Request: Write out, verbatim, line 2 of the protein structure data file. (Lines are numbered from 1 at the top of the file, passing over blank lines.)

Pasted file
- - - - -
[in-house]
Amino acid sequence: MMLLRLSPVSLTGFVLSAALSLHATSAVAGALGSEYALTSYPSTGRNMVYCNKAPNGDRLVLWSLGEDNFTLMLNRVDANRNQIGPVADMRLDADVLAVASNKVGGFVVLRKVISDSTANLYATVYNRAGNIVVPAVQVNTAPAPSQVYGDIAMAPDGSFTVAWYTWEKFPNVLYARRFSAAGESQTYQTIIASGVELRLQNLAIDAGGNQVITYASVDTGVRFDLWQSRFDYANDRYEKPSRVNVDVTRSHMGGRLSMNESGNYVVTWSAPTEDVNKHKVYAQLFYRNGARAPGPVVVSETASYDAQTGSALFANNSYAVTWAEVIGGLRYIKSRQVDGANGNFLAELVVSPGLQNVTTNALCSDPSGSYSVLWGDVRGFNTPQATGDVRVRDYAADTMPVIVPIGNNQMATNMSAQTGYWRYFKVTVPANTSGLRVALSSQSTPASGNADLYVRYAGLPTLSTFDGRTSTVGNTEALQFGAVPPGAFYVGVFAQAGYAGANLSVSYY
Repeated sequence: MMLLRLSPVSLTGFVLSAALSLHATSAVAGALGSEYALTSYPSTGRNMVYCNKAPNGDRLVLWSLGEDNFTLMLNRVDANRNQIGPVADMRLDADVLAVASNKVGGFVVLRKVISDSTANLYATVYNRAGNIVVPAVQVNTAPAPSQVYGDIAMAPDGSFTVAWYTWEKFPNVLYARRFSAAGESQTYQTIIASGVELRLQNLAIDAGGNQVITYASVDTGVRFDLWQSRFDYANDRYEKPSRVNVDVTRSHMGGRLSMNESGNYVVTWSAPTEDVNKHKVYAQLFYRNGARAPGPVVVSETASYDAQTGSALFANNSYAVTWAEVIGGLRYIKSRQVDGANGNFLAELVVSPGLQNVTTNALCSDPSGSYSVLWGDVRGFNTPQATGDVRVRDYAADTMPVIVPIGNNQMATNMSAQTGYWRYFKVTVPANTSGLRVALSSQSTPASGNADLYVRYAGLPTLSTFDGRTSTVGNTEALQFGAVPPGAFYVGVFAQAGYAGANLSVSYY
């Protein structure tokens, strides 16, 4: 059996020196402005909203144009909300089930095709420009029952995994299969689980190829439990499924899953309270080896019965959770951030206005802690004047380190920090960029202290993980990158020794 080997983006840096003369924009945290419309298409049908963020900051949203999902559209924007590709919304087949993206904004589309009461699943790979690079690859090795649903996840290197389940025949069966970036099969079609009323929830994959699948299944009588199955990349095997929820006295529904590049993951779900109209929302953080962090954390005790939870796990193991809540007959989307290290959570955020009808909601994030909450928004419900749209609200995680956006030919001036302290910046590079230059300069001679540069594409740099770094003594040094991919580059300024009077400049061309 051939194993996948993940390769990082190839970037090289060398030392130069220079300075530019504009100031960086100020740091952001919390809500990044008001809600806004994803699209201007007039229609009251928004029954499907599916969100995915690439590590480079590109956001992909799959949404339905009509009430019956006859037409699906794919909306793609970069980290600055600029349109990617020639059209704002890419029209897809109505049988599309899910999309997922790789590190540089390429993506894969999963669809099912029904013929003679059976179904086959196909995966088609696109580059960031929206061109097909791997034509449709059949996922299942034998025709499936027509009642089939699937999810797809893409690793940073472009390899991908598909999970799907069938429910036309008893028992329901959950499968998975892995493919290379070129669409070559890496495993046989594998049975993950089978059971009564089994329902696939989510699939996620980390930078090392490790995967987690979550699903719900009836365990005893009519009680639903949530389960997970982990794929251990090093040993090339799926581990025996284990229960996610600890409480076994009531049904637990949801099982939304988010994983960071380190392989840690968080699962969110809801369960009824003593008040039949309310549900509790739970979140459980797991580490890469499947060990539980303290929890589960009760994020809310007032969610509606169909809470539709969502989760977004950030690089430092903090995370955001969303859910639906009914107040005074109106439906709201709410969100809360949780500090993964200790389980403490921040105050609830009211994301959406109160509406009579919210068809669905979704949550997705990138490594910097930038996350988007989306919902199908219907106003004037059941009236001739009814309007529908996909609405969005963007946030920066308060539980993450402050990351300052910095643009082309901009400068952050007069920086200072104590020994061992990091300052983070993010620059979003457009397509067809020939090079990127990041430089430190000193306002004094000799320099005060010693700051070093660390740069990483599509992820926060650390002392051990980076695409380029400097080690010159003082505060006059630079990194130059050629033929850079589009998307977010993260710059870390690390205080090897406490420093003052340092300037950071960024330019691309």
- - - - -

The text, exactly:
Amino acid sequence: MMLLRLSPVSLTGFVLSAALSLHATSAVAGALGSEYALTSYPSTGRNMVYCNKAPNGDRLVLWSLGEDNFTLMLNRVDANRNQIGPVADMRLDADVLAVASNKVGGFVVLRKVISDSTANLYATVYNRAGNIVVPAVQVNTAPAPSQVYGDIAMAPDGSFTVAWYTWEKFPNVLYARRFSAAGESQTYQTIIASGVELRLQNLAIDAGGNQVITYASVDTGVRFDLWQSRFDYANDRYEKPSRVNVDVTRSHMGGRLSMNESGNYVVTWSAPTEDVNKHKVYAQLFYRNGARAPGPVVVSETASYDAQTGSALFANNSYAVTWAEVIGGLRYIKSRQVDGANGNFLAELVVSPGLQNVTTNALCSDPSGSYSVLWGDVRGFNTPQATGDVRVRDYAADTMPVIVPIGNNQMATNMSAQTGYWRYFKVTVPANTSGLRVALSSQSTPASGNADLYVRYAGLPTLSTFDGRTSTVGNTEALQFGAVPPGAFYVGVFAQAGYAGANLSVSYY